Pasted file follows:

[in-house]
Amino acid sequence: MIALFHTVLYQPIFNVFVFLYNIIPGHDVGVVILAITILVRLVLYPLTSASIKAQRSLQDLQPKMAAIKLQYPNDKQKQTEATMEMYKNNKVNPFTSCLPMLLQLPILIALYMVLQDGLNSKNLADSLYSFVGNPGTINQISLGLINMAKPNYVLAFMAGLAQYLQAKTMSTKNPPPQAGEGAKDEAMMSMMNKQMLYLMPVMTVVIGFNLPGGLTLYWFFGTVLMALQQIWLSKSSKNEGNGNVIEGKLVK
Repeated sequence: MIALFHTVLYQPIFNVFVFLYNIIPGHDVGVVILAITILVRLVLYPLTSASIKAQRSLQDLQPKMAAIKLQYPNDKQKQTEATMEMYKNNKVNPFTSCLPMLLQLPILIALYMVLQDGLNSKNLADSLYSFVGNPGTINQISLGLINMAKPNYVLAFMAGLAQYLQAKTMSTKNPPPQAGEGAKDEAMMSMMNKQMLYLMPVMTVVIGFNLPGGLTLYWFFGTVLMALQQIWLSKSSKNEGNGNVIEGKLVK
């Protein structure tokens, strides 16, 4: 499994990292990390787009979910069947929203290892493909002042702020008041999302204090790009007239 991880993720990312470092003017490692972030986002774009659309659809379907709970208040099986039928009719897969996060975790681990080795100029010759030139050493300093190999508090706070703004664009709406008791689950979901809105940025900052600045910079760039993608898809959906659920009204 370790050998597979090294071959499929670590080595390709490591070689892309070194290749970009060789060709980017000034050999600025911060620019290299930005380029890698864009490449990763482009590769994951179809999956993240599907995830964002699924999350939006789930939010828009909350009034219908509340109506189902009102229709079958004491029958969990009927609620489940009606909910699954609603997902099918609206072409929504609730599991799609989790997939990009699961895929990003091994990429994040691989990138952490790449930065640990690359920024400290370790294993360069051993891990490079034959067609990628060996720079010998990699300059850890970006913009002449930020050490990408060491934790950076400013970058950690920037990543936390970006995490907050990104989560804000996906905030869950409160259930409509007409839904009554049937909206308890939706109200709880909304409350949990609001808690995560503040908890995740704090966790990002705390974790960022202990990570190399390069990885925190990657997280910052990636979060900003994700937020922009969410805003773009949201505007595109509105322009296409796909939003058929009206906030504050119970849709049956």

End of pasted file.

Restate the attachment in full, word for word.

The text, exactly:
[in-house]
Amino acid sequence: MIALFHTVLYQPIFNVFVFLYNIIPGHDVGVVILAITILVRLVLYPLTSASIKAQRSLQDLQPKMAAIKLQYPNDKQKQTEATMEMYKNNKVNPFTSCLPMLLQLPILIALYMVLQDGLNSKNLADSLYSFVGNPGTINQISLGLINMAKPNYVLAFMAGLAQYLQAKTMSTKNPPPQAGEGAKDEAMMSMMNKQMLYLMPVMTVVIGFNLPGGLTLYWFFGTVLMALQQIWLSKSSKNEGNGNVIEGKLVK
Repeated sequence: MIALFHTVLYQPIFNVFVFLYNIIPGHDVGVVILAITILVRLVLYPLTSASIKAQRSLQDLQPKMAAIKLQYPNDKQKQTEATMEMYKNNKVNPFTSCLPMLLQLPILIALYMVLQDGLNSKNLADSLYSFVGNPGTINQISLGLINMAKPNYVLAFMAGLAQYLQAKTMSTKNPPPQAGEGAKDEAMMSMMNKQMLYLMPVMTVVIGFNLPGGLTLYWFFGTVLMALQQIWLSKSSKNEGNGNVIEGKLVK
């Protein structure tokens, strides 16, 4: 499994990292990390787009979910069947929203290892493909002042702020008041999302204090790009007239 991880993720990312470092003017490692972030986002774009659309659809379907709970208040099986039928009719897969996060975790681990080795100029010759030139050493300093190999508090706070703004664009709406008791689950979901809105940025900052600045910079760039993608898809959906659920009204 370790050998597979090294071959499929670590080595390709490591070689892309070194290749970009060789060709980017000034050999600025911060620019290299930005380029890698864009490449990763482009590769994951179809999956993240599907995830964002699924999350939006789930939010828009909350009034219908509340109506189902009102229709079958004491029958969990009927609620489940009606909910699954609603997902099918609206072409929504609730599991799609989790997939990009699961895929990003091994990429994040691989990138952490790449930065640990690359920024400290370790294993360069051993891990490079034959067609990628060996720079010998990699300059850890970006913009002449930020050490990408060491934790950076400013970058950690920037990543936390970006995490907050990104989560804000996906905030869950409160259930409509007409839904009554049937909206308890939706109200709880909304409350949990609001808690995560503040908890995740704090966790990002705390974790960022202990990570190399390069990885925190990657997280910052990636979060900003994700937020922009969410805003773009949201505007595109509105322009296409796909939003058929009206906030504050119970849709049956």